Why Entrepreneurs Should Aim to Fail — That’s Right. They Should Actively Seek It.

Here’s a viewpoint that might cause you to do a double take: Actively seeking rejection means you’re learning, adapting and getting that much closer to your destination.

Before you click away, just think about this a moment: Entrepreneurs are innovators: They defy conventional wisdom to find ways to improve it, and they challenge assumptions to approach a given industry or need from a unique perspective. They live at the intersection of innovation and practicality. For them, failure is a necessity to reach success.

So, maybe failure’s “teachable moments” are actually worth striving for because they help you attain that innovation.

Two entrepreneurs in Michigan have recently explored this idea. And, as a result, they’ve taken the embrace of failure to the next level: Jordan O’Neil and Jonathan Williams co-founded Failure Lab, an event that actually encourages participants to share stories of their biggest failures in their personal, academic and professional lives. The two men emphasize that the event isn’t just about comparing failures — it’s an exercise in learning from them and becoming more resilient after them.

Each failure an entrepreneur encounters is a lesson; it’s a learning experience to help grow and succeed on the next attempt — and the attempt after that. Accepting failures as a critical element of doing business is essential for entrepreneurs on the path to success. Here are the steps to take on that path:

Actively seek rejection.

I’m an advisor for several companies and fellow entrepreneurs. Working with entrepreneurs is one of my passions, and as an active angel investor, I speak with startup entrepreneurs and founders regularly. In short, I’ve seen many people — including myself — experience failure.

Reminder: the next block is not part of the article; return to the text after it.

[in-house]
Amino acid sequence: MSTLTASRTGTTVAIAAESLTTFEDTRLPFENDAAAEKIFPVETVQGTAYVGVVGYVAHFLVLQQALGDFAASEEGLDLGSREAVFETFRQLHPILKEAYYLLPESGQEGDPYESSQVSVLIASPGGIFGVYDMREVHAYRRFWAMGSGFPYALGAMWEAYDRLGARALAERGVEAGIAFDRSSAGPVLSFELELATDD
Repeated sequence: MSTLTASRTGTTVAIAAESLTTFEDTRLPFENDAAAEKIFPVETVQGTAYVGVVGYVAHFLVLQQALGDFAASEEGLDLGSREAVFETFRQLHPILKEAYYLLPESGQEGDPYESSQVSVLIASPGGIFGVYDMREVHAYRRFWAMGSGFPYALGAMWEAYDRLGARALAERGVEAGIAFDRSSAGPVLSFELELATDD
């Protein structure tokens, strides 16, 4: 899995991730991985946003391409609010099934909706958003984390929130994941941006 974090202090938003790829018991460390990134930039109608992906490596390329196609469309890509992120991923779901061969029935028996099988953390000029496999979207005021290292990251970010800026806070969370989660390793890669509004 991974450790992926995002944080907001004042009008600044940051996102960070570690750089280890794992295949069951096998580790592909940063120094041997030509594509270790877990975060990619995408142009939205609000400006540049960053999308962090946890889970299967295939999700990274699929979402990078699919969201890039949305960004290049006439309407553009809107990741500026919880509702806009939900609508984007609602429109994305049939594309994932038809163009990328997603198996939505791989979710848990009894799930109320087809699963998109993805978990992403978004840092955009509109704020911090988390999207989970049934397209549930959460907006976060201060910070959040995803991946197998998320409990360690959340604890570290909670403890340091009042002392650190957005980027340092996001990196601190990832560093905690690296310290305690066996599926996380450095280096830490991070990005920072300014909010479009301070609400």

But that’s not a bad thing: Getting rejected means we’ve taken action to get ourselves closer to our destination and enables us to learn and adapt. Consider this “fail” acronym: Frequent Adaptation Inspires Learning.It’s about changing your perspective and how you see failure.

In his bookThinking, Fast and Slow, Daniel Kahneman, whose work in cognitive neuroscience and rationality earned him the Nobel Prize in economics, unraveled human thinking. He described the many “cognitive biases” that people live with; he illuminated how our brains seek to reduce complexities into familiar, simplistic alternatives. While this thinking pattern might be helpful for someone going about a daily routine, it can stifle innovation. When it comes to entrepreneurship, there must be a willingness to experiment.

Failure, in other words, helps inform the thought process behind experimentation. Sometimes, the only way to know how an idea will work out is to try it. If it doesn’t work, that result signals that it’s time for a new approach.

Approach failure like a lesson.

Success requires the ability to execute. Most of the time, the actions required of an entrepreneur make rejection a distinct possibility. Room for failure exists everywhere, from learning something new, to selling products, to asking for venture capital, to taking out a business loan — and even to telling friends and family about a new idea. But the next time you’re facing a meeting or experience that might go downhill, remember these benefits you can take from rejection:

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